While plastic surgeons commonly transfer patients' fat from liposuction procedures immediately to other parts of the body, usually the breasts or the face, the "fat bank" would allow patients to draw on it later to fill out body parts that have succumbed to age, Jeffrey Hartog, a Seminole County plastic surgeon, said.
"I will present it as an option to any patient having liposuction," he told the Orlando Sentinel.
At Hartog's Liquid Gold center, fat harvested during liposuction is drained, cleaned and put in containers for freezing.
Some medical experts question the safety of such a "bank."
"Animal data shows that frozen fat doesn't hold up as well as fresh fat," said Dr. Daniel Del Vecchio, a plastic surgeon at Massachusetts General Hospital who has studied fat transfer.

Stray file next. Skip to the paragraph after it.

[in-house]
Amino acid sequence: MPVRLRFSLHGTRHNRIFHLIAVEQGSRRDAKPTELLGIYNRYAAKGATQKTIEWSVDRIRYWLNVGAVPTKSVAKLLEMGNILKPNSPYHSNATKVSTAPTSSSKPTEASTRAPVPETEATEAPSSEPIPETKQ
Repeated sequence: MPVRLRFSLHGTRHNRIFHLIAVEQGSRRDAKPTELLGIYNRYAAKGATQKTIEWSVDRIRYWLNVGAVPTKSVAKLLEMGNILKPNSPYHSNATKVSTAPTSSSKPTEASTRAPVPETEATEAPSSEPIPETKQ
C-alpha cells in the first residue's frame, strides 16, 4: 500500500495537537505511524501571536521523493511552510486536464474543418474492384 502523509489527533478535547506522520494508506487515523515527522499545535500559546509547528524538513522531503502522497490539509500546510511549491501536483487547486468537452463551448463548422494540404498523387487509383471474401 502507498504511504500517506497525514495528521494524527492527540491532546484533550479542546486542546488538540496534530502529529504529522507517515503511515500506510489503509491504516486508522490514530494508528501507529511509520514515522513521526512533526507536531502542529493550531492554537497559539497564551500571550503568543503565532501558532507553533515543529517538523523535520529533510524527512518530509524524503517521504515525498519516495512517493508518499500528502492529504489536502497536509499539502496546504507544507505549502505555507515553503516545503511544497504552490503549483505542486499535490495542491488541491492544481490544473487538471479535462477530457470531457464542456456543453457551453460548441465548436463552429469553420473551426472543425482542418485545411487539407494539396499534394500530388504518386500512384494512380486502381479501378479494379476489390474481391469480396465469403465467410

Storing patients' fat in such a ban could be "a logistical nightmare," he said. "There are better solutions."
Del Vecchio says it is much safer to harvest the fat and use it immediately when it's fresh.
"You only need 30 to 50 cc for a facial procedure. You can always find that somewhere on a woman's body. And that's the best bank of all."
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